The Premier League returns tonight; rugby needs spectators more than soccer does

The Morning Sports Briefing: Keep ahead of the game with ‘The Irish Times’ sports team

The premier league restarts tonight with Aston Villa v Sheffield United and Manchester City v Arsenal. Photograph: PA

The premier league restarts tonight with Aston Villa v Sheffield United and Manchester City v Arsenal. Photograph: PA

The English Premier League returns tonight, first with Aston Villa v Sheffield United at 6pm and then Manchester City host Arsenal at 8.15pm. Both games are on Sky Sports. “Welcome to 92 live games in six summer weeks, to deserted stands, video walls and the strangling of the post-match quotes industry. Welcome to the new abnormal normal. And yet for all the disquiet in getting to the start line, it is impossible not to feel fascinated by the prospect.” Here in Ireland the FAI will today resume their efforts to secure an agreement with clubs to get the Airtricity League up and running again. There may be an attempt to compress the proposed conclusion of the season so that it starts in early August then ends in late October or early November. The FAI is also hoping to be allowed sell almost 18,500 tickets for its game against Finland in the event that Uefa confirms a September kick-off for the second edition of the Nations League.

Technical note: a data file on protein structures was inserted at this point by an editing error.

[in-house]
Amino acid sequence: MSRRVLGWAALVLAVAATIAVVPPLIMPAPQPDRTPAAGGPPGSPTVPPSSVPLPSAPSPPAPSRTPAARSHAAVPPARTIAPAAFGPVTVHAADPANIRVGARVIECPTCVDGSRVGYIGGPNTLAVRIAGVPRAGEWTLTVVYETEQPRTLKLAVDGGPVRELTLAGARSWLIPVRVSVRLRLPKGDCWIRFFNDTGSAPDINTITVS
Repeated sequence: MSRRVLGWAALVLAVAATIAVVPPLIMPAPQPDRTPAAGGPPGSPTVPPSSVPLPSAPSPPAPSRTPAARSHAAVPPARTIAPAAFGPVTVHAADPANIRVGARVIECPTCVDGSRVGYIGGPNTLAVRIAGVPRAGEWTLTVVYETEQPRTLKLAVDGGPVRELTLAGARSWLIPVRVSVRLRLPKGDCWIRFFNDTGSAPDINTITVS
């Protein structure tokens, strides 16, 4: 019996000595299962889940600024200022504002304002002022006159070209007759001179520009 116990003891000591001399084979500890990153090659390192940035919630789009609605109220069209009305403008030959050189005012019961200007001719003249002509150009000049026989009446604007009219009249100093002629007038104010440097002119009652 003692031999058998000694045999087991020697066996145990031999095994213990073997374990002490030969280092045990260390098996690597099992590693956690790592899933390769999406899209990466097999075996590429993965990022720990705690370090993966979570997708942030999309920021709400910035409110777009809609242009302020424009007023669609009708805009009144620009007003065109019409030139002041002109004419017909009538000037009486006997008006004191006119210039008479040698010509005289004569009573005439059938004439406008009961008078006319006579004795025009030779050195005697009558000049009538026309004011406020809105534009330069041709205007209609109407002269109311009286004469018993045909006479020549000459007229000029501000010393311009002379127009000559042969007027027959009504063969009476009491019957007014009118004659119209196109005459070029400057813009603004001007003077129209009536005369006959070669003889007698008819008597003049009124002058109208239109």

Darragh Ó Sé’s weekly column returns today and he explains why a Kingdom without football is very hard to get your head around (Subscriber only): “As we sit here now, it looks like we’re going to get some games after all. The appetite for games is huge. The first Junior B game will be an all-ticket affair. When the inter-county stuff starts up, we’ll be wearing heavier coats and woollier hats but that’s no hardship either.” The GAA has announced plans for its 2020 Cúl Camps and a television series build-up on TG4. Camps will start on 20th July, which is Phase 4 of the lockdown relaxation schedule. As long as the Government maintain the two-metre ruling on social distancing it will not make any financial sense for the IRFU, the provinces or the ground controllers to open the Aviva Stadium to rugby spectators on match days. Gerry Thornley explains why rugby needs matchday spectators more than soccer does, and “as two-metre distancing would restrict the capacity to 8,200, the ensuing gate receipts would scarcely, if even, cover the costs of opening the stadium.” The IRFU will begin a programme of testing players and staff from Leinster and Munster on Wednesday for Covid-19 in advance of their return to training in their respective High Performance Centres next Monday.

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